the health case for urgent action on climate change CORD-Papers-2022-06-02 (Version 1)

Title: The health case for urgent action on climate change
Abstract: Health professionals have a leading role
Published: 2020-03-30
Journal: BMJ
DOI: 10.1136/bmj.m1103
Author Name: Haines Andy
Author link:
Author Name: Scheelbeek Pauline
Author link:
Author Name: Abbasi Kamran
Author link:
license: cc-by
source_x: Medline; PMC
pubmed_id: 32229547
pmcid: PMC7190277
has_full_text: TRUE
Keywords Extracted from PMC Text: UK),16 annually,11 US carbon wildlife UK NHS " land human covid-19 action.10 Science-Policy humans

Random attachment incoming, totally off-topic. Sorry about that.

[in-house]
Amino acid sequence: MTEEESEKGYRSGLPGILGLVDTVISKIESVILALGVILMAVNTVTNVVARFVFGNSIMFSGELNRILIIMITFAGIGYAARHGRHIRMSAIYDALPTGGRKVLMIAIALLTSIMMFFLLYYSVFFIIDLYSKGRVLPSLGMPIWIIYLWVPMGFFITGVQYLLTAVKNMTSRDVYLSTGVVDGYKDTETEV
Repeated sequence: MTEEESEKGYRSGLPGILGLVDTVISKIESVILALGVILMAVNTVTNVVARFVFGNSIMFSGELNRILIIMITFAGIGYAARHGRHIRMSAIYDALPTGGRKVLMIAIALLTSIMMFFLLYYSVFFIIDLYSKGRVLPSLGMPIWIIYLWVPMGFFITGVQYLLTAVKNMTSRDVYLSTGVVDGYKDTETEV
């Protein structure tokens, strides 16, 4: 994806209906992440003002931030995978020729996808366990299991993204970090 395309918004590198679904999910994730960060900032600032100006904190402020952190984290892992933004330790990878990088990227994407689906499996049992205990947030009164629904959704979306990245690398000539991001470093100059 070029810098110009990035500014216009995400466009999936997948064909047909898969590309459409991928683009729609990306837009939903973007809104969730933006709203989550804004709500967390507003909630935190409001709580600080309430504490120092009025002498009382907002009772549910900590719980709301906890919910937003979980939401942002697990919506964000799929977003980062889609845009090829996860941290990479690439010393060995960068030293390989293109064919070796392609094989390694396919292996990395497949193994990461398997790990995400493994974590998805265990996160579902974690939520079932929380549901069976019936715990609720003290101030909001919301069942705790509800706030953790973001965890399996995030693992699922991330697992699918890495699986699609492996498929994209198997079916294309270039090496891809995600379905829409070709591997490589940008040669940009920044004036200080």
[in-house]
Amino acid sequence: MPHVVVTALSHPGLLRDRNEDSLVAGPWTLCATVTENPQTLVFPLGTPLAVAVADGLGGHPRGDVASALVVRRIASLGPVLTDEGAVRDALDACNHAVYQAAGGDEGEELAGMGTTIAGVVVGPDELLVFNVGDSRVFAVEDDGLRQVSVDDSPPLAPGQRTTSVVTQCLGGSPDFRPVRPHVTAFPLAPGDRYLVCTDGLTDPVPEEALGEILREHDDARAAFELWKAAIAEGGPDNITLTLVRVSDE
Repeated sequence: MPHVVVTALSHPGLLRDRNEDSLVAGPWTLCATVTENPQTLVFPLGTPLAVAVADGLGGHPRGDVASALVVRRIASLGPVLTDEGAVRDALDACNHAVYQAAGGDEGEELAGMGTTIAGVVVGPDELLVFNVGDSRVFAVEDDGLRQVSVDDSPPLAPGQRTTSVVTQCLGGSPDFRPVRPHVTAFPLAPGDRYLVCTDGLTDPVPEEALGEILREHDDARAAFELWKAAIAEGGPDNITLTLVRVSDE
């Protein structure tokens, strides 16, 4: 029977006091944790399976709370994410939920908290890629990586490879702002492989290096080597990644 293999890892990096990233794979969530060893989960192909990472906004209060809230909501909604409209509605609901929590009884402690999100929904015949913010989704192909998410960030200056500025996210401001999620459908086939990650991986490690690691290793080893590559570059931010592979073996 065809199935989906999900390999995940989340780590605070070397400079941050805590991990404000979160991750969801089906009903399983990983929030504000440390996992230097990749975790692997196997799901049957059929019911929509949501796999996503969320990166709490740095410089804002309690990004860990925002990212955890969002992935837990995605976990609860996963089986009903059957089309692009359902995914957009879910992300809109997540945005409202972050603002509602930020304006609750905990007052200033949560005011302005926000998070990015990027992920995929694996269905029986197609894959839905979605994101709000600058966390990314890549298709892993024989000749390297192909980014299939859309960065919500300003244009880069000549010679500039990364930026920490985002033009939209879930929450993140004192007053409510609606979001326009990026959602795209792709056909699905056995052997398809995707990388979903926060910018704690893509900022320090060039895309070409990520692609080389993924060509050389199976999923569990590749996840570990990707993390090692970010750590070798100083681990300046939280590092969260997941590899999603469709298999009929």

Extracted PMC Text Content in Record: First 5000 Characters:The need to protect critically important natural systems is clear. Many of the services provided by nature are important for safeguarding human health and livelihoods. These include the provision of clean water and air, pollination of crops, and medicinal products. The 2019 Intergovernmental Science-Policy Platform on Biodiversity and Ecosystem Services report showed that about 1 million species face extinction without rapid interventions to tackle the drivers of biodiversity loss, such as land use and climate change.6 The covid-19 pandemic reminds us that many emerging diseases arise from complex interactions between humans, wildlife, and domestic animals, resulting from changes in land use or food systems.7 Marine and terrestrial ecosystems also sequester carbon from the atmosphere and therefore have a vital role in climate mitigation efforts.8 The rapid pace of environmental change, especially over recent years, has led to the definition of a new geological epoch, widely known as the Anthropocene, and characterised by the dominance of human activities on Earth systems.9 In early 2019, The BMJ issued a call for papers that dealt with the challenges of the Anthropocene for human health and identified opportunities for action.10 For example, phasing out fossil fuels could yield major near term health benefits from reduced air pollution, potentially averting millions of premature deaths annually,11 as well as reducing greenhouse gas emissions and thus the risks of dangerous climate change. In recent months, several research papers submitted in response to the call have appeared in The BMJ and have discussed the effects on health of predominantly anthropogenic pollutants—including ozone and fine particulate air pollution.12 13 14 We are now fully launching the series by publishing several more articles that emphasise potential ways to reduce the environmental footprint of society and improve public health (, with more to follow in the next few months. These will include papers on decarbonising the NHS; capitalising on the health (co)benefits of "low carbon" policies in sectors such as energy, housing, transport, and food systems; and the health dividend that could be achieved through more sustainable cities. The UK parliament has declared a climate emergency, and the Committee on Climate Change recommends a target of net zero emissions by 2050,15 but it remains unclear how complete decarbonisation can be achieved in practice. Furthermore, it remains uncertain how "emission leakage" (such as replacing UK goods and services with carbon intensive alternatives from countries with lower ambitions for emission reduction) can be avoided. On a global scale the challenges are deeply concerning, with the US planning to leave the Paris agreement and many countries seeming reluctant to act decisively and expeditiously. On biodiversity loss and other issues that typically receive less attention, political will also is lacking for timely action at scale. For these reasons health professionals have a responsibility to act locally, nationally, and internationally—both as individuals and through their professional bodies—taking a leading role in supporting the implementation of policies that will protect health and tackle the pressing challenges of the Anthropocene. With health services accountable for about 4.4% of total greenhouse gas emissions globally (6.3% for the NHS and Public Health England in the UK),16 we clearly need simultaneous transformational change in other sectors—such as energy, food, housing and transport—to make a meaningful contribution to protecting health. This will make the leading role of health professionals in tackling these issues even more pivotal for public health impact. We hope that this series will provoke debate and discussion, and stimulate more inquiry in this critical area, especially with a focus on solutions. However, there is much more to be done. In November this year the 26th Conference of the Parties (COP) is scheduled to be hosted in Glasgow.17 This will be an important opportunity to raise the profile of the interlinkages between climate change and health, and stress the opportunities—in various sectors—to contribute to protecting health in the Anthropocene.
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